Only India can beat Australia: Uthappa

Robin Uthappa described the ongoing tour of Australia as the "most defining" of his career so far and a great learning curve for him.

updated: March 04, 2008 09:59 IST
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Promising Indian batsman Robin Uthappa on Monday described the ongoing tour of Australia as the "most defining" of his career so far and a great learning curve for him and the other youngsters in the team.

Uthappa said he had grown as a cricketer by playing the world's best team in their own backyard and would return home a better player.

"When I go back, I know I will be returning as a better cricketer. You are playing against the best team in the world in their home and it's got to make you grow as a cricketer. This tour would be the most defining tour for most of us," Uthappa said.

On fetching a price of $800,000 at the Indian Premier League players' auction, Uthappa said all this came with the cricketers' ability in their craft.

"We play cricket, do the job we love and the money that comes with it is a perk," he said.

Uthappa said India was the only team which Australia need to be wary about going into the tri-series finals.

"We are the only ones who can beat Australia. We bowled them out for 200 and once on less than that. We know if our batting clicks, we would be there.

"Still, we need to remember that scoring 200 in Australia is probably scoring 280 in India. The size of the ground and conditions warrant this adjustment in the scoring pattern," he said.

The Indians have had two days off and do not seem to have the same kind of intensity on the nets, but Uthappa had an argument in its favour.

"We have lots of cricket to play. At least four games to play on this tour and then more cricket is ahead. We don't want to be too intense. We don't want to go overboard (with our training) and too much easy either. We want to keep it pretty relaxed."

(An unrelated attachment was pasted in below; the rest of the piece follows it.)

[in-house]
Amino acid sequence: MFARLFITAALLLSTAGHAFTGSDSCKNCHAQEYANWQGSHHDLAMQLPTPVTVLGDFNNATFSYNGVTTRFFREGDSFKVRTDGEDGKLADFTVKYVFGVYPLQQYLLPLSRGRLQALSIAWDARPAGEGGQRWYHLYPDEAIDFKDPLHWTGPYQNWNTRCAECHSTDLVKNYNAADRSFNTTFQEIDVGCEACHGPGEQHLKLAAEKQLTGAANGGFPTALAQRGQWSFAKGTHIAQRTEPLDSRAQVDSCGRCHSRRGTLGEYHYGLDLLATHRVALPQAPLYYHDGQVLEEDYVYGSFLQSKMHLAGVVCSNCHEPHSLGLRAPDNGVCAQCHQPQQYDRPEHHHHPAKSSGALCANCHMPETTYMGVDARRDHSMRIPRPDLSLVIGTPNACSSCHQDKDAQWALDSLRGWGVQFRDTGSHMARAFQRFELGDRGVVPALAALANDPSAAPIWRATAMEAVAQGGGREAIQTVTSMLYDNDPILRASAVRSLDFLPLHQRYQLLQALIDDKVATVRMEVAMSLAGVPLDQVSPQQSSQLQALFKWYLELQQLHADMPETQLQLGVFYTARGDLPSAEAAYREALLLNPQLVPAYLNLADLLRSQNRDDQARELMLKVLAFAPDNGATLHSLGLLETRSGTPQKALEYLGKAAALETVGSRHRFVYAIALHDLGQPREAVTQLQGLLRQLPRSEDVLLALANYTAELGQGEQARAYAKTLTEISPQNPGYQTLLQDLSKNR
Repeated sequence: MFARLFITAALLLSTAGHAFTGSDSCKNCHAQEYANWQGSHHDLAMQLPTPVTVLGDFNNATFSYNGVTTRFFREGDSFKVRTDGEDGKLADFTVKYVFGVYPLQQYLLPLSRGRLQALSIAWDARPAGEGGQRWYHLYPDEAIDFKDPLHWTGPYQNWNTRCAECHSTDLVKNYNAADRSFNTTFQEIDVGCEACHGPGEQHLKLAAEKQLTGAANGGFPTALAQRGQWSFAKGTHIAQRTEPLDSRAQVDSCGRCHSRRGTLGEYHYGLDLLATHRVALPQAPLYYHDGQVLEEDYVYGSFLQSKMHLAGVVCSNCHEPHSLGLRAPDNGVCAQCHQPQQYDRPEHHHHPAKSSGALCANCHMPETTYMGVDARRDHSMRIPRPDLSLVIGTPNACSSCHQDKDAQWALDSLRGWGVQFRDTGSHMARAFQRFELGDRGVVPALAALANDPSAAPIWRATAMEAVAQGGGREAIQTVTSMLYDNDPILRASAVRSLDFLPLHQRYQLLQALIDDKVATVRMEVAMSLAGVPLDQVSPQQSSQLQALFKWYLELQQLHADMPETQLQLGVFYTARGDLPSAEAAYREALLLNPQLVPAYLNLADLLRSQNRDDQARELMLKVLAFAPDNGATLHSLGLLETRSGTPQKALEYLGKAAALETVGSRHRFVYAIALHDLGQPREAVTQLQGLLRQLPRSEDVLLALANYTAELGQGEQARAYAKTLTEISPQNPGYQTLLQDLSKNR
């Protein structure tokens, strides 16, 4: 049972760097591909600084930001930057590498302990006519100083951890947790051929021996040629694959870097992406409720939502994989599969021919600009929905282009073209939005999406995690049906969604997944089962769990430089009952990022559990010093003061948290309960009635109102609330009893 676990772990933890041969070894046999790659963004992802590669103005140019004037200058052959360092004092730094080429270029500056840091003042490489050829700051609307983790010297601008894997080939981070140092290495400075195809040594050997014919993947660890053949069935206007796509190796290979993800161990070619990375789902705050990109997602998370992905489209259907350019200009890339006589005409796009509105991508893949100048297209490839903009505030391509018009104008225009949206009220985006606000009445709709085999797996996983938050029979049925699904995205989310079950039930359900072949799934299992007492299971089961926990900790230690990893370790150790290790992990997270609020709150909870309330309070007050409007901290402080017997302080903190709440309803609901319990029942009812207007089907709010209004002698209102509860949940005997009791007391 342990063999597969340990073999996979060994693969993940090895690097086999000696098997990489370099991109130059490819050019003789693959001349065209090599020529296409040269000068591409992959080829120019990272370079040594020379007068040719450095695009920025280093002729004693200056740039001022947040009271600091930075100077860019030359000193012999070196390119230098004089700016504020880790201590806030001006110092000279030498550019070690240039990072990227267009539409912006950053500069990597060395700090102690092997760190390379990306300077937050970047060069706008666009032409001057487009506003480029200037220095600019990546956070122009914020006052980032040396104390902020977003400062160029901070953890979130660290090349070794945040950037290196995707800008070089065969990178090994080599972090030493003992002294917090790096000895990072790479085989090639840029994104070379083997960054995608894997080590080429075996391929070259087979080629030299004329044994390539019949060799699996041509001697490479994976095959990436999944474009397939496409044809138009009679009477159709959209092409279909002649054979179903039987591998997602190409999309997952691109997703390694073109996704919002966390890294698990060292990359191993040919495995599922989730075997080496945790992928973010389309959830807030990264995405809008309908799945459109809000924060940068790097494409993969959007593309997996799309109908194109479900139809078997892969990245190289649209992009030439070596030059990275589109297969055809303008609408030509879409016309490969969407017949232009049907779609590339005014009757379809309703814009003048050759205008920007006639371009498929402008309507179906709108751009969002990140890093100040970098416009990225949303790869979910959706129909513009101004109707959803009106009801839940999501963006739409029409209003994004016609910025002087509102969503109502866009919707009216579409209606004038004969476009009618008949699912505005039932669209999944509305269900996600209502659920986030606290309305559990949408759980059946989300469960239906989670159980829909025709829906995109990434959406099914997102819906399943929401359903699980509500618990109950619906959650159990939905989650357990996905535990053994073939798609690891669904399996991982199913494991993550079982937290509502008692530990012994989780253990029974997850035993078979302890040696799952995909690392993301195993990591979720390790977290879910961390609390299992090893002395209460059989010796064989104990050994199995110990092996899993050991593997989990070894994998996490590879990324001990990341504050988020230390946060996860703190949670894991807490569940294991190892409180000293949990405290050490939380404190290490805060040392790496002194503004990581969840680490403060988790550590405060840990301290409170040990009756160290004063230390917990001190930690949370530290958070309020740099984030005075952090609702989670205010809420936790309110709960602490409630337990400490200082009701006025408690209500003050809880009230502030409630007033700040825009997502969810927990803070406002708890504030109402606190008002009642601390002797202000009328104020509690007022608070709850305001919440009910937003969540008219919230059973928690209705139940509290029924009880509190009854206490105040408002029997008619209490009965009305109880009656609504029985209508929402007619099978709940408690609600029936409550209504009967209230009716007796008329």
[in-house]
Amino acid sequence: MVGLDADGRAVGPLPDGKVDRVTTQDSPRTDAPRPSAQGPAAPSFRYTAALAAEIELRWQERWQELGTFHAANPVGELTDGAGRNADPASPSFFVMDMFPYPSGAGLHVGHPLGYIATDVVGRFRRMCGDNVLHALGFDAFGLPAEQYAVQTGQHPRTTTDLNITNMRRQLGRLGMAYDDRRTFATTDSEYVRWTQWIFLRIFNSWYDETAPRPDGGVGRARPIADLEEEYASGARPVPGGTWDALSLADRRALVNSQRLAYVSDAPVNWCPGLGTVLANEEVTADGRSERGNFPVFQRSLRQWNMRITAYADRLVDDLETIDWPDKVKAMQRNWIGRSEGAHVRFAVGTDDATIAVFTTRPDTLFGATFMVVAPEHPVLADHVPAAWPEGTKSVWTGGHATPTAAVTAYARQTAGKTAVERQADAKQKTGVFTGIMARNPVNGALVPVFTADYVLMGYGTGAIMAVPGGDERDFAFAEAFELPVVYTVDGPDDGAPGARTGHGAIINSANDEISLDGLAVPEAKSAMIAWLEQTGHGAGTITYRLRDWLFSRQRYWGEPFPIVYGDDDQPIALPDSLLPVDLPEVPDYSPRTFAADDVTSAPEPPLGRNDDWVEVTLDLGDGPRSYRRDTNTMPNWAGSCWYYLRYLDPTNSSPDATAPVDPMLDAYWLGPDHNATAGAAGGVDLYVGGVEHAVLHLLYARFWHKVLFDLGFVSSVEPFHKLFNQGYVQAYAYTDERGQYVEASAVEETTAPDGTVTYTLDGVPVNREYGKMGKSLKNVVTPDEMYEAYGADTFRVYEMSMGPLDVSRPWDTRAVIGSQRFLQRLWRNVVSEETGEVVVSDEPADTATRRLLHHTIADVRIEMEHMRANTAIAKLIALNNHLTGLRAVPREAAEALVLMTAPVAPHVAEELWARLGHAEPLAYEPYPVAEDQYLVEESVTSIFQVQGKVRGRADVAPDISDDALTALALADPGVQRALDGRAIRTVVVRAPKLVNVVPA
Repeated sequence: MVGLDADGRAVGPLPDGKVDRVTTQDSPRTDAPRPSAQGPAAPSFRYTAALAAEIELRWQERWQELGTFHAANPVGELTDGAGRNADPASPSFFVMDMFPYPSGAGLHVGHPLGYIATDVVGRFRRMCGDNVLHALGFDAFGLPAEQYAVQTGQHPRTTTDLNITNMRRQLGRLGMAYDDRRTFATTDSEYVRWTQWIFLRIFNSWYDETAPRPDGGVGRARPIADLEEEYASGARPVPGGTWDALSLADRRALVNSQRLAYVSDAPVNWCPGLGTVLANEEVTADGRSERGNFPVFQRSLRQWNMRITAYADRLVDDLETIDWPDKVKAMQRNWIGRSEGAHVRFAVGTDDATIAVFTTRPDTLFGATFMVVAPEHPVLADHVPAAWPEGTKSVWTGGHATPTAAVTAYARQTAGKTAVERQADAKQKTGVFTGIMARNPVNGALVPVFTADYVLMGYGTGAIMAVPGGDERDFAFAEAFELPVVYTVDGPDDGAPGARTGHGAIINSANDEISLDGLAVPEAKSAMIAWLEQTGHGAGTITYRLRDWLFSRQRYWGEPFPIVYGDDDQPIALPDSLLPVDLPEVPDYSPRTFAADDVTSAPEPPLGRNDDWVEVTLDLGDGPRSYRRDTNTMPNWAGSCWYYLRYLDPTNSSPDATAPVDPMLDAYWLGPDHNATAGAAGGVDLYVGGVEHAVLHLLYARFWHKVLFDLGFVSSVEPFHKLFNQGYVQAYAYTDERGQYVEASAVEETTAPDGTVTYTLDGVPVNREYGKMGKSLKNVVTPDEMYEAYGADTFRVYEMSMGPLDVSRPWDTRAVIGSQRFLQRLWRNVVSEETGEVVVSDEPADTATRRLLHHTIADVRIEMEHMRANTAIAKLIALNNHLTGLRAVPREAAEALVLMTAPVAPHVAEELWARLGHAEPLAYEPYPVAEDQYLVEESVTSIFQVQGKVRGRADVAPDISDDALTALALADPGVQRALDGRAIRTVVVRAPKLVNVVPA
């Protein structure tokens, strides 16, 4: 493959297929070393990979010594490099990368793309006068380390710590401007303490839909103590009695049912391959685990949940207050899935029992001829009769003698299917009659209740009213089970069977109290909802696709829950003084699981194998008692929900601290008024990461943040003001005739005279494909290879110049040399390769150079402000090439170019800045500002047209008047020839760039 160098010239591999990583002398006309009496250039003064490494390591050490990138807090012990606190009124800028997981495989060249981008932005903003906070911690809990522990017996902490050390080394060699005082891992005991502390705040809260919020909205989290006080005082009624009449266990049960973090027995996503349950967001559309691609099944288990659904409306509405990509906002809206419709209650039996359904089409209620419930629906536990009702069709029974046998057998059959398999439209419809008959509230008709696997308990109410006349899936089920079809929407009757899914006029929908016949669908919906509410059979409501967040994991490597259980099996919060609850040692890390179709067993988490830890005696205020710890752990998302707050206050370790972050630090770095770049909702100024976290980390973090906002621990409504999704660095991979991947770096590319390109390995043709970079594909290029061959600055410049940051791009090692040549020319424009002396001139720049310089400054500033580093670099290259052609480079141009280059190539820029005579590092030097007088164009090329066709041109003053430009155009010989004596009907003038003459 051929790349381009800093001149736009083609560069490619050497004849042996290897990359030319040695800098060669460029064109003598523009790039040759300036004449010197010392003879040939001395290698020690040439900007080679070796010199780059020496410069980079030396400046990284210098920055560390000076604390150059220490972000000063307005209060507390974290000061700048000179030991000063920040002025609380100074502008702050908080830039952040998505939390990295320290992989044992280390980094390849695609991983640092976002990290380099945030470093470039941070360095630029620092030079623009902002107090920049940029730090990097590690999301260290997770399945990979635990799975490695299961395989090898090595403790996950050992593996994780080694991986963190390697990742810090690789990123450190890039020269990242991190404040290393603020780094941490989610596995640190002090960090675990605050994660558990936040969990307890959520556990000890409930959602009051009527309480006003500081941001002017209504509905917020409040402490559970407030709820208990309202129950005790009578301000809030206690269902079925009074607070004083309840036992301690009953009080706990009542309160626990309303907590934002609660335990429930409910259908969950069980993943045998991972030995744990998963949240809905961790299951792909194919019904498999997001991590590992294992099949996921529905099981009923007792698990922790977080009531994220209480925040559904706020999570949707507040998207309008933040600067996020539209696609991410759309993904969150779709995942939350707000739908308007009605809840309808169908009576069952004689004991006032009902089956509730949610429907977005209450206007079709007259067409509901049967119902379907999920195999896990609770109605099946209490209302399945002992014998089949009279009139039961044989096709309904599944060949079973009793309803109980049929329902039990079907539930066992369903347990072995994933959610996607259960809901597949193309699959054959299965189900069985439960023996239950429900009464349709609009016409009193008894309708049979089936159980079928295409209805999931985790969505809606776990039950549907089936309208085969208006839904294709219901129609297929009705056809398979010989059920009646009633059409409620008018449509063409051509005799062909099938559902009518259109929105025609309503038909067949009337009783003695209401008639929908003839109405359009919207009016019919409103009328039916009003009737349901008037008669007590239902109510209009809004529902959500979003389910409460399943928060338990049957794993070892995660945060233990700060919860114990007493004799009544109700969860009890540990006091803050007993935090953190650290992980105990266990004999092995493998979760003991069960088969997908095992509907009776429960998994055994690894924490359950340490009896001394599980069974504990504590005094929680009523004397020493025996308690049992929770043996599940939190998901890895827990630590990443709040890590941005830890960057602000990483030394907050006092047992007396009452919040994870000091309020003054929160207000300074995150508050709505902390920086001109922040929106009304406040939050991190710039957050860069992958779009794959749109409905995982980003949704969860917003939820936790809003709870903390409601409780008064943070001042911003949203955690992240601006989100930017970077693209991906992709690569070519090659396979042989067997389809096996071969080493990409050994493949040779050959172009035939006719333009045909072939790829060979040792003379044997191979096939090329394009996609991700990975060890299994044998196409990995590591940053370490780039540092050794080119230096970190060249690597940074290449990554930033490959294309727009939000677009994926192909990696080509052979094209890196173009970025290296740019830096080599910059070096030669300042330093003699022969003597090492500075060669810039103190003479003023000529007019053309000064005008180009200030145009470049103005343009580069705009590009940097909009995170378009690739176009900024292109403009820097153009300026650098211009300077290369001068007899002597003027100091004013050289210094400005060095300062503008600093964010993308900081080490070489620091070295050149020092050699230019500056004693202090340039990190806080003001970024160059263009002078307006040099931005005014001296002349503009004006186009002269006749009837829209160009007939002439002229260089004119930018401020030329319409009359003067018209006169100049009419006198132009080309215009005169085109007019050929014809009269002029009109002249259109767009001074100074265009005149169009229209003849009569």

The Karnataka batsman attributed a few failures from his team's batsmen to the search for the right combination and order.

"It's a matter of time. In the five games we have played, we have shuffled around our batting a bit. Once the finals come up, we are sure we would have the right combination and be ready."

Uthappa has not had great returns in the tournament so far and has batted at number three or seven in the order.

"I had couple of opportunities. In Adelaide, I could have won the game for our country. Hopefully, I would have more chances up the order and can contribute with the bat. It's just a matter of time.

"I need to occupy the crease, spend time at the wicket. If you are thinking right, your confidence is good, you will contribute in due course," he said.

Uthappa then went on to explain the difference in approach at number seven from that at number three.

"When you go at number six and seven, the situation is already set, cut out for you. At number three you got to make the situation, it could be 100 for 1 or 2 for 1 and you have to build accordingly," Uthappa said.

"You must have an open mind to batting in different positions."

Uthappa went on to admit the mistake he committed in the game against Australia in Adelaide which India lost by 50 runs.

"I decided to manipulate the strike on the second or third ball of the over, work it around. I learnt from that game that one must look to take it to the end and then accelerate.

"I should have batted with the tail before throwing my bat around."

He termed skipper Mahendra Singh Dhoni inspirational for the manner in which he had changed his approach to batting in the last few months.

"As a batsman, if MS Dhoni can change his style, any one can do it. We have learnt (from him) how you can cope with different situations," Uthappa said in admiration for Dhoni's recent penchant to look to stay at the wicket rather than allow his natural instincts to take over from the word go.

"Mahi (Dhoni) says if he can play till the end, the pressure would start mounting on the bowler and then if your quality is good, you would come out on top," Uthappa added.